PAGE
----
Was there anything that didn’t make it that you wish had?
I think we got most of it. I think they got a nice mix and all the broad strokes. And the action movies! I wanted them to be sure to have enough action movies because I think I was a break from the soft, blonde Marilyn Monroe type, and I did a lot of roles that would normally be played by a young man. So those kinds of things were fun for me because of course I grew up in a different generation. I loved Marilyn Monroe and was fascinated by her, but I knew in my heart that that wasn’t me and never would be. I felt like I like to be physically active and I want to be proactive in my life, too. I don’t want someone to tell me what to do. And it also is probably why I got a career out of One Million Years B.C. I’m a strong woman.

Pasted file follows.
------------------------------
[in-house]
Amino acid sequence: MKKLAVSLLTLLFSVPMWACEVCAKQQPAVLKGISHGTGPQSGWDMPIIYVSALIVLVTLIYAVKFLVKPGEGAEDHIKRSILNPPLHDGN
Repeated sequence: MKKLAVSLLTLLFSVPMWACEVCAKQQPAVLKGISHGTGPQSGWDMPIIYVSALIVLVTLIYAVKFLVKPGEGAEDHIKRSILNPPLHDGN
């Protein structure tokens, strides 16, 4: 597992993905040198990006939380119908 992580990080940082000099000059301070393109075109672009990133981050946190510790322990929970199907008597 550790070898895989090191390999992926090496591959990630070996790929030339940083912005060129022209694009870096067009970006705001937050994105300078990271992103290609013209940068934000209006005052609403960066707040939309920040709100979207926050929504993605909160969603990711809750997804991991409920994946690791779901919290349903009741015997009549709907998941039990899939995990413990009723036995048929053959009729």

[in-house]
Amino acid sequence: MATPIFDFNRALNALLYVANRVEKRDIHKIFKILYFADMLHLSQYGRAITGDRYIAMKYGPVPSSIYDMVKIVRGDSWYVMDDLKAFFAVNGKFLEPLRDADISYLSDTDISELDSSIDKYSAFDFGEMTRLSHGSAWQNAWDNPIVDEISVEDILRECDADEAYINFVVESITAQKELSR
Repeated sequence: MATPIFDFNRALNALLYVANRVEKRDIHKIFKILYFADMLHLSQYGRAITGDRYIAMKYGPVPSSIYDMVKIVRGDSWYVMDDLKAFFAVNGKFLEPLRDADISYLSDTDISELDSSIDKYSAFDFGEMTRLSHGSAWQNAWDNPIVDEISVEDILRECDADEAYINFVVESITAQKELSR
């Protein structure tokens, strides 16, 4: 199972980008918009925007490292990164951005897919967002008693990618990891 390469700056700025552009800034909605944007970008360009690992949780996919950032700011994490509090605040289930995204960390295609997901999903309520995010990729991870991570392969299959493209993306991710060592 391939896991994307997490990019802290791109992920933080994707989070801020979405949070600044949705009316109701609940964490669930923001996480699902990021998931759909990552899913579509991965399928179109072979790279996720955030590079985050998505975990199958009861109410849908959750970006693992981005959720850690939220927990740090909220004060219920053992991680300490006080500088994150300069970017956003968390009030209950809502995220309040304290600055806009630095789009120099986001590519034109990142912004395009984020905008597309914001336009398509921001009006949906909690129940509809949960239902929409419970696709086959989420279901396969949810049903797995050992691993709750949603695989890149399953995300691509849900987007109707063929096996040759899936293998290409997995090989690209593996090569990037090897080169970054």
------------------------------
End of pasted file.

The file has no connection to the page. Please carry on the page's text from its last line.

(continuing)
I’ll say! You survived Myra Breckinridge and Mae West!
[Laughs] I’m so very glad I made it because I think it means that someday, someone somewhere will have the cajones to come along and really do it the way Gore intended it. And make it the funny erudite movie it really should be. Because this stinker… If you had a contemporary version of Garson Kanin and Ruth Gordon writing the stuff between Myra and Myron the way Hepburn and Tracy talked, then it would be a hoot! Where’s the great dialogue? I channeled Rosalind Russell for most of it. Who talked more than Roz Russell? His Girl Friday? Never shut up. And so articulate! But they do it like a comic strip now, so anyone can follow it. Fine, I guess, but I really like people having fun dialogue back and forth. That part of moviemaking seems to be gone. Now it’s all visuals.